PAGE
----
It's late fall, and I'm watching my son play football.
Well, OK, he's not technically PLAYING. He's on the sidelines, No. 85, standing near the coach, looking alert, hoping the coach will notice him and send him in. I'm not so sure this is a good idea, because the other team's players are extremely large. They're supposed to be junior-high students, but if they are, they apparently started junior high later in life, after having played a number of years for the Chicago Bears. They look EXTREMELY mature. You can actually see their beards growing. They probably have to shave in the huddle. In stark contrast, my son's team, the Raiders, consists of normal-size 7th-and 8th-grade boys, except for player No. 9, Nicole, who is a girl. From a distance, with their helmets and shoulder pads on, the Raiders look big enough, but this illusion is shattered when you see them up close, or when one of their moms walks past, towering over them.
For some reason the Raiders' opponents are always larger. Also they seem more aggressive. They punch each other a lot and spit and sneer and probably eat live chickens on the team bus. Also they're always gathering together and emitting loud, menacing, unintelligible football roars; whereas the Raiders tend to chat. The Raiders are a more laid-back group. Sometimes they TRY to make a menacing football roar, but it comes out sounding halfhearted, like a group throat-clearing.
This is the Raiders' sixth game. So far they've won one; that victory was sealed when the opposing team, in what has proved to be the Raiders' season highlight so far, failed to show up. The Raiders lost all the other games, in large part because - at least this is how I analyze the situation, from a strictly technical standpoint - they have not scored any points. None.
Usually, when the Raiders have the ball, giant live-chicken-eating Chicago Bears knock them down and take it away. Whereas when the opponents have the ball, they give it to some enormous player who cannot possibly be in junior high school because any given one of his calves is LARGER than a junior high school. This player lumbers toward the plucky Raider defenders, who leap up and latch on to him, one after the other, until the runner is lumbering down the field with what appears to be the entire Raiders defensive unit clinging desperately to his body, the whole group looking like some bizarre alien space creature with many extra heads and arms and legs and two really huge calves.
On the sidelines, we grownups yell helpful advice.
"Tackle him!" a Raiders coach shouts. "Somebody tackle him! OK? OK? Please?"
"Bite his ankles!" a mom shouts.
Inevitably, the Chicago Bears score a touchdown, causing us Raiders parents to groan. The Raiders cheerleaders, however, remain undaunted. They have a cheer for just this situation. It goes (I am not making this cheer up):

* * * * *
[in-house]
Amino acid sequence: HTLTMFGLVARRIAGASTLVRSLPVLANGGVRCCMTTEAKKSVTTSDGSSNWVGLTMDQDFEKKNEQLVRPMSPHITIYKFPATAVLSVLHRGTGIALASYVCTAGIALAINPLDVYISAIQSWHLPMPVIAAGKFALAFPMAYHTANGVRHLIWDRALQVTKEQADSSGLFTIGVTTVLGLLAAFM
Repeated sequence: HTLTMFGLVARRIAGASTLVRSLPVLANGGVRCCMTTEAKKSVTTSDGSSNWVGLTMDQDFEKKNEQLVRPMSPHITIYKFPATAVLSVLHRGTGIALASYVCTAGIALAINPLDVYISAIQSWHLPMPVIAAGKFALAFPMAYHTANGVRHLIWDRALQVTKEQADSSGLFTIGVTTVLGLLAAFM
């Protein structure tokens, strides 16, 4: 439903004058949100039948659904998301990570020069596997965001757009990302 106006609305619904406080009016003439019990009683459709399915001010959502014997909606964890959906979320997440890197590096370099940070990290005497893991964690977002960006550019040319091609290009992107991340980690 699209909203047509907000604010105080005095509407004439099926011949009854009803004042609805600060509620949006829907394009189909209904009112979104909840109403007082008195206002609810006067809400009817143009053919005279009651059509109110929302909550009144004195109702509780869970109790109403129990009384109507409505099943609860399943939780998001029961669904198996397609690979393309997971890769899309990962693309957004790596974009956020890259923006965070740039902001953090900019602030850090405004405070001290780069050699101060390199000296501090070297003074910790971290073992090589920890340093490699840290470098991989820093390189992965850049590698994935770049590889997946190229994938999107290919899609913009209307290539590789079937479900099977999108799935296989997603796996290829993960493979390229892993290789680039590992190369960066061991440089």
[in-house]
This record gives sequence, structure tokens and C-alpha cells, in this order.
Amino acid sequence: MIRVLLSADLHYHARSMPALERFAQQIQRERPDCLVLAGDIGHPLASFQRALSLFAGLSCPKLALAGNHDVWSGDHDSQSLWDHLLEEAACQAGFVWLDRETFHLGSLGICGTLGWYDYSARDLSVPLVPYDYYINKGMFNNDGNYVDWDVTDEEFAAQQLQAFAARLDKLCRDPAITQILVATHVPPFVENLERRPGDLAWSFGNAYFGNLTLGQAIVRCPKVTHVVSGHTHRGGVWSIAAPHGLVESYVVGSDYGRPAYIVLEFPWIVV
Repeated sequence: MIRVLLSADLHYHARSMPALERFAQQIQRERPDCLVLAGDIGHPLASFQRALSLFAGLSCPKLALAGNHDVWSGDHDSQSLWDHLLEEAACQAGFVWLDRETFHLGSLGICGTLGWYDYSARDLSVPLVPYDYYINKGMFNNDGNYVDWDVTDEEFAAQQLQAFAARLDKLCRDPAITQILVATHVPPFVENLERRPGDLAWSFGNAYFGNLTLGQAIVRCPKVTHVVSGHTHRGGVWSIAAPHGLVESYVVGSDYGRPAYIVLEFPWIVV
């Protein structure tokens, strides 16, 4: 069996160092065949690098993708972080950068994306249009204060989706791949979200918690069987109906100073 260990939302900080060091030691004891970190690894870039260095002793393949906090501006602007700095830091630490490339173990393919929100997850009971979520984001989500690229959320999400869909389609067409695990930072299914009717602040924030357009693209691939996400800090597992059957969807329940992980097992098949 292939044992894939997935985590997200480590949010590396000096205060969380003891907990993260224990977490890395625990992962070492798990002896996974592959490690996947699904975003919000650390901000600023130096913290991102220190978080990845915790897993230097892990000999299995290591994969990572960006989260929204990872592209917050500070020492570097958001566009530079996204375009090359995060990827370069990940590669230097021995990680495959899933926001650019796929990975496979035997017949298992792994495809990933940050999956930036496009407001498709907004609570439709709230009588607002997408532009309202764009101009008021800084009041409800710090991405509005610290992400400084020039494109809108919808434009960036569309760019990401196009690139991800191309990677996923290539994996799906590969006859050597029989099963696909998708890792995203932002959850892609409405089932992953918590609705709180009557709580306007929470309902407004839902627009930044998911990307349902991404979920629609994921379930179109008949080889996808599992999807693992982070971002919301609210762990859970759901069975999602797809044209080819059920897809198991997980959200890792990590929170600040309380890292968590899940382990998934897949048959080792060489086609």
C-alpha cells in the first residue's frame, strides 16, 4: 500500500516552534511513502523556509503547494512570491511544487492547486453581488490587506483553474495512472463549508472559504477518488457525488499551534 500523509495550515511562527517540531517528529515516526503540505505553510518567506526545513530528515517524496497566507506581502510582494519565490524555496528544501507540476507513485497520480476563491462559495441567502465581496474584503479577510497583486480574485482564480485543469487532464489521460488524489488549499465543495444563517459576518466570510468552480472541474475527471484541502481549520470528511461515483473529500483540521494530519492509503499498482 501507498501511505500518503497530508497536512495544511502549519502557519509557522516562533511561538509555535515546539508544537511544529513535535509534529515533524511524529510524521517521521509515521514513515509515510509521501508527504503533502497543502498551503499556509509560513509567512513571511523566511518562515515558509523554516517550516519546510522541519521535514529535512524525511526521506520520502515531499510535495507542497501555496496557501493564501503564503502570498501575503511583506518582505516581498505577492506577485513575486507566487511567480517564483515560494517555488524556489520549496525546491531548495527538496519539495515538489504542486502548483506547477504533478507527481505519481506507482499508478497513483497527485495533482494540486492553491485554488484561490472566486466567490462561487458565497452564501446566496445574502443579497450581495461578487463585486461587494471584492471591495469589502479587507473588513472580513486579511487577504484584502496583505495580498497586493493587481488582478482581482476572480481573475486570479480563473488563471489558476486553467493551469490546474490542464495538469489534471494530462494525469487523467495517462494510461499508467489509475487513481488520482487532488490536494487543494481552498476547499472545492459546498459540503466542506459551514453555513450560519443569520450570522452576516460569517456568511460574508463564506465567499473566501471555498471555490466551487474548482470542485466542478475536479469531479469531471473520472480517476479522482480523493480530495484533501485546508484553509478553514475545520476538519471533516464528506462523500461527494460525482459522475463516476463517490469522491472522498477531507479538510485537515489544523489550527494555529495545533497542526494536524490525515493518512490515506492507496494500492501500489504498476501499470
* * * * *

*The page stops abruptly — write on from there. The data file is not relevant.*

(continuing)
"They made a touchdown!
"But it's all right!"
The Raiders cheerleaders remain perky and upbeat no matter what happens in the game. This may be because they wisely refuse to look at the game. They face us parents, going through their routines, happy in their own totally separate cheerleading world. A plane could crash on the field and they might not notice, and even if they did, I bet it wouldn't seriously impact their perkiness. ("A plane crashed on the field! But it's all right!")
Of course, they have good reason to be cheerful. They're in no danger of being converted into gridiron roadkill by the Chicago Bears. My son, on the other hand, is….
MY SON IS GOING INTO THE GAME.
The coach is telling him something; I hope it's good advice (such as, "Tennis is a much safer sport"). And now No. 85 is trotting onto the field; and now he's taking his position on the Raiders defensive line; and now both teams are lined up; and now my son is crouching down in his stance, ready to spring forward, and….
THERE HE GOES! GET 'EM, ROB!! STICK YOUR HELMET COMPLETELY THROUGH SOME BIG FAT CHICAGO BEAR'S BODY AND OUT THE OTHER SIDE!! YES!! WAY TO GO!! WAY TO POUNCE!! WAY TO BE….
OK, so he was a little overeager. But he did fine after that, as far as I could tell, lunging around out there just like everybody else and managing to go four full plays without once losing an important limb or organ. Another positive note was that Nicole got into the game and was actually sort of involved in a tackle, a feat that earned her some major high-fives when she returned to the bench.
But that was pretty much the highlight for the Raiders, who became increasingly resigned and philosophical as it became clear that they were going to lose yet again. Meanwhile, the Chicago Bears, feeling smug, were punching each other and emitting fierce victory grunts.
"I BET OUR SAT SCORES ARE HIGHER," I wanted to yell, but, of course, I did not, as I generally prefer not to have my head stomped into pudding.
Finally the game ended, and even though the Raiders again failed to score any points, we parents were tremendously proud of their efforts. We clapped and cheered with pride as they trotted off the field.
They think we're crazy.